Tuesday, May 8, 2012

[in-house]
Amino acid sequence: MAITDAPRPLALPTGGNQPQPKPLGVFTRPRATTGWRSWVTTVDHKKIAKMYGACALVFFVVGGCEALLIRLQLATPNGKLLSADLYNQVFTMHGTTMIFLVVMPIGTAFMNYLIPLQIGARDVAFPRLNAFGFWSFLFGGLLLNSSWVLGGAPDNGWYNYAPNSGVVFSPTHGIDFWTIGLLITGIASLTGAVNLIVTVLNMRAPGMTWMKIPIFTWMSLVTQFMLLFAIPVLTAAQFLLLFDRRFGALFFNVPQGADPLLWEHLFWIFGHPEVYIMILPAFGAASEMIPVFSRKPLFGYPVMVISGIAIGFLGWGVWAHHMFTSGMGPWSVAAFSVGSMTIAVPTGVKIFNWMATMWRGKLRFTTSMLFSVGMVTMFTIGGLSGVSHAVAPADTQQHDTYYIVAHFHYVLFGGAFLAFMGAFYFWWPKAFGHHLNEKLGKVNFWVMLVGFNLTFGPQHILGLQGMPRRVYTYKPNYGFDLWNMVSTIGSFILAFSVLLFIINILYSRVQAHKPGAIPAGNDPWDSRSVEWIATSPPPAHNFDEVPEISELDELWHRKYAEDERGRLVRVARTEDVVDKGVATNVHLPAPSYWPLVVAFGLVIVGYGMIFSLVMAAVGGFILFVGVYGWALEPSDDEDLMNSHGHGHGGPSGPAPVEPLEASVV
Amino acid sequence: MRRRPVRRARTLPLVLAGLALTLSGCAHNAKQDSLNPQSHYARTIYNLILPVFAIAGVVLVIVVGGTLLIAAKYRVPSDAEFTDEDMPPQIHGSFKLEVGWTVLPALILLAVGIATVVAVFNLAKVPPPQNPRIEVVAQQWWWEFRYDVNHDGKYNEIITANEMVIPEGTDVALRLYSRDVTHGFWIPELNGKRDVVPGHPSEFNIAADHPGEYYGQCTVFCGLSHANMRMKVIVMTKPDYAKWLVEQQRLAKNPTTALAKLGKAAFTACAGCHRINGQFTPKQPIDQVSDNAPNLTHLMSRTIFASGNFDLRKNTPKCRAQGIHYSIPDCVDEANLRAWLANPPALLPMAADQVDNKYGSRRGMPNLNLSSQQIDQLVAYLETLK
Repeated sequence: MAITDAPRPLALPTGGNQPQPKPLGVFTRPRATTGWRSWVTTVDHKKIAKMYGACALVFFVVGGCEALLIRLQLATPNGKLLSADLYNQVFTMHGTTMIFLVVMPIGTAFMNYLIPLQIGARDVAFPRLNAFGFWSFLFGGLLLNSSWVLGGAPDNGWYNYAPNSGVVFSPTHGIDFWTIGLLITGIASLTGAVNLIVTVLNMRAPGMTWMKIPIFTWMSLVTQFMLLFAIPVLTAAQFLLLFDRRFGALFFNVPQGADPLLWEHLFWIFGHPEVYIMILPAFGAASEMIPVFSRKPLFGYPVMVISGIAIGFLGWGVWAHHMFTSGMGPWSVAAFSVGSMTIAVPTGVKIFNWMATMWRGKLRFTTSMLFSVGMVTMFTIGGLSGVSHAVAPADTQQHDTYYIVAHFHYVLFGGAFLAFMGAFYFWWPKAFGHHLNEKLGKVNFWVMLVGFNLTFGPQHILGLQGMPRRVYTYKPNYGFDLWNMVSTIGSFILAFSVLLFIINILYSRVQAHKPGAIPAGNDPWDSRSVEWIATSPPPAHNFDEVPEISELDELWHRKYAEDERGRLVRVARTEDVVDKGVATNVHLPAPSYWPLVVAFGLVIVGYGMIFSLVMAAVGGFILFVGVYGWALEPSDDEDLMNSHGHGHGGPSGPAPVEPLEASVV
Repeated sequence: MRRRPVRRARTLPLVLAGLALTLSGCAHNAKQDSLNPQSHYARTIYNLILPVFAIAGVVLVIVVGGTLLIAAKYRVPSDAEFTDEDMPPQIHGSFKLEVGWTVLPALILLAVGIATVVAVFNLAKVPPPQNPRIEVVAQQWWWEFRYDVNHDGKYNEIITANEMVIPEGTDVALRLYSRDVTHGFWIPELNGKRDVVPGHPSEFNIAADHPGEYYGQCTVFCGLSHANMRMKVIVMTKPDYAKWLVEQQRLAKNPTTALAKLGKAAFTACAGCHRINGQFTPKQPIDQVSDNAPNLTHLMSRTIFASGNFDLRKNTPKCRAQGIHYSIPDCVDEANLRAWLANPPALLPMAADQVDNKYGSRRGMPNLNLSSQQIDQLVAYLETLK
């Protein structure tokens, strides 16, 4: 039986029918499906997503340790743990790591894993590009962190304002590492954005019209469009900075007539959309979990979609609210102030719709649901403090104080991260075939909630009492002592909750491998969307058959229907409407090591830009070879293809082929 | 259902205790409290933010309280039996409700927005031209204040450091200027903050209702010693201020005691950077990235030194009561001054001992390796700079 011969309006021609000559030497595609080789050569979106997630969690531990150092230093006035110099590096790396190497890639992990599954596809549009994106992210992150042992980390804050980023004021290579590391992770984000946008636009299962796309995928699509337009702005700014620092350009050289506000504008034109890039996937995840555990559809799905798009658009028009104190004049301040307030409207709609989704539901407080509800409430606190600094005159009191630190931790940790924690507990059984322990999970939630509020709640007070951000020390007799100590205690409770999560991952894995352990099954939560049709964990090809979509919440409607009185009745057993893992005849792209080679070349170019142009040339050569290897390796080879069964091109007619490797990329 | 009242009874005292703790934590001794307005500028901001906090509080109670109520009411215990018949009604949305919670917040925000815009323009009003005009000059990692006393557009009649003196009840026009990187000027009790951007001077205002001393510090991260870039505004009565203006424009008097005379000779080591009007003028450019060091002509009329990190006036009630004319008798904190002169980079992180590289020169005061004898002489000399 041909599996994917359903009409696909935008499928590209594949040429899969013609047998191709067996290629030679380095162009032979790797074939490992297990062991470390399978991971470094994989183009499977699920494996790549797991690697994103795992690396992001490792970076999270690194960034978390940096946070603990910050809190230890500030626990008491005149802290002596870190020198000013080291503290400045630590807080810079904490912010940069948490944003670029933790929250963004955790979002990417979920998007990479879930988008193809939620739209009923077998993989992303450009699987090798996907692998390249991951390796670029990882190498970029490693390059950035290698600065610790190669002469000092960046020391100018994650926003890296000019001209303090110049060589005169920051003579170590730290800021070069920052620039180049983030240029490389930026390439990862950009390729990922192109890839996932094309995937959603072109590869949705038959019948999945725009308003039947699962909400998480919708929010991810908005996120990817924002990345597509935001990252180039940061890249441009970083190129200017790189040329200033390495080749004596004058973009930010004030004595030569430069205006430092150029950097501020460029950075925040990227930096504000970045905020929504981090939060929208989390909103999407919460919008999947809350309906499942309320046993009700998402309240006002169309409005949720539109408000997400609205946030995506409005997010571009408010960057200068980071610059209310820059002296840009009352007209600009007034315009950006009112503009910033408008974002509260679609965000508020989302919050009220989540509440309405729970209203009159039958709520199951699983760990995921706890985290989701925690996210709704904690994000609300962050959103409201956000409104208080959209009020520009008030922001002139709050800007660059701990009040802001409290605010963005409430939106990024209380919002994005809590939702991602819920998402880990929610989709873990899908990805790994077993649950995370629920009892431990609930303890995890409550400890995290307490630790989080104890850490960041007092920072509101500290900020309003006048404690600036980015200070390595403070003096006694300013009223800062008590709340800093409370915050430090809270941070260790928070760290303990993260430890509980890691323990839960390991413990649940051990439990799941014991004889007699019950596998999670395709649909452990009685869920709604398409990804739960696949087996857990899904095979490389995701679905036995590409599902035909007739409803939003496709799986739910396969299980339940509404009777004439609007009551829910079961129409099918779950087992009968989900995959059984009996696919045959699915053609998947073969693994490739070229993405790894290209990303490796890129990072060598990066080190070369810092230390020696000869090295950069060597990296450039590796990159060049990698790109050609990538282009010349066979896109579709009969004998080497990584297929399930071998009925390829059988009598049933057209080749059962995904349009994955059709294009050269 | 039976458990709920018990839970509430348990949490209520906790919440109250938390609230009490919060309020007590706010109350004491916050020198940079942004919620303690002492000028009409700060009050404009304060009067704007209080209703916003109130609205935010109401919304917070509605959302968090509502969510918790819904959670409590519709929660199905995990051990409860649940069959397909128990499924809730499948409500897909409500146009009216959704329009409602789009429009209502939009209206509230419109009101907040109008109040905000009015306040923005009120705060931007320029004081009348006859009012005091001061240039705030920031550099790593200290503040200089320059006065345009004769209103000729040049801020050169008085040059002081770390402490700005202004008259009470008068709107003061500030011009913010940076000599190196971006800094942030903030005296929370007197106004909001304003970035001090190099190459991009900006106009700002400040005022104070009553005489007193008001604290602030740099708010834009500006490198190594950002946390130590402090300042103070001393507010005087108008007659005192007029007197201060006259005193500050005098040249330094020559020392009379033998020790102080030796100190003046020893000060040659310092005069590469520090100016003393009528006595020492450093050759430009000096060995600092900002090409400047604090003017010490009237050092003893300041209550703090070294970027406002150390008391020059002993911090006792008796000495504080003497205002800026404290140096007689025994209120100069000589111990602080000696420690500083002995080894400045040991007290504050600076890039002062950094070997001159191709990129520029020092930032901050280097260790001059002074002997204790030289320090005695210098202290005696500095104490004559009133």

A long time ago now, about 25 years ago, a friend of mine's Jewish father told me that I should read a book. The book was by Primo Levi, an Italian who spent time in the notorious German concentration camp Auschwitz. That book has always stayed with me and when I got the chance recently to take a trip to Krakow along with some work colleagues I jumped at the chance. I took the little Minox camera as well as a film camera but to be honest Auschwitz is not the sort of place you want to be constantly snapping away. It is a place to look and learn and reflect on what has happened and must never happen again. Rooms upon rooms of evidence of man's inhumanity to man. All this happened in the very recent past. I'm not an old person and my father fought in the second world war-it's still modern history. We spent the morning at the smaller site of Auschwitz which served as the administrative centre. It is here that you see the infamous 'arbeit macht frei' sign above the entrance gates. Also here is the site of Mengele's terrible experiments on children. Auschwitz is a disturbing experience but a worthwhile one for anybody. In the afternoon we moved on to Auschwitz-Birkenau or Auschwitz II. This is a much bigger site and was planned to be further extended still as part of hitler's 'final solution'. The majority of the million plus people who were exterminated died on this site and it's a place you feel you've been to before you even arrive, such is it notoriety. The size of the site gives plenty of space for you to walk around, away from tour guides in order to find what meaning you can from the rubble and monuments to those who lost their lives. It would be wrong to say this was an enjoyable day but I think it was one of the things I needed to see and do. It's safe to say we all needed a beer on returning to Krakow.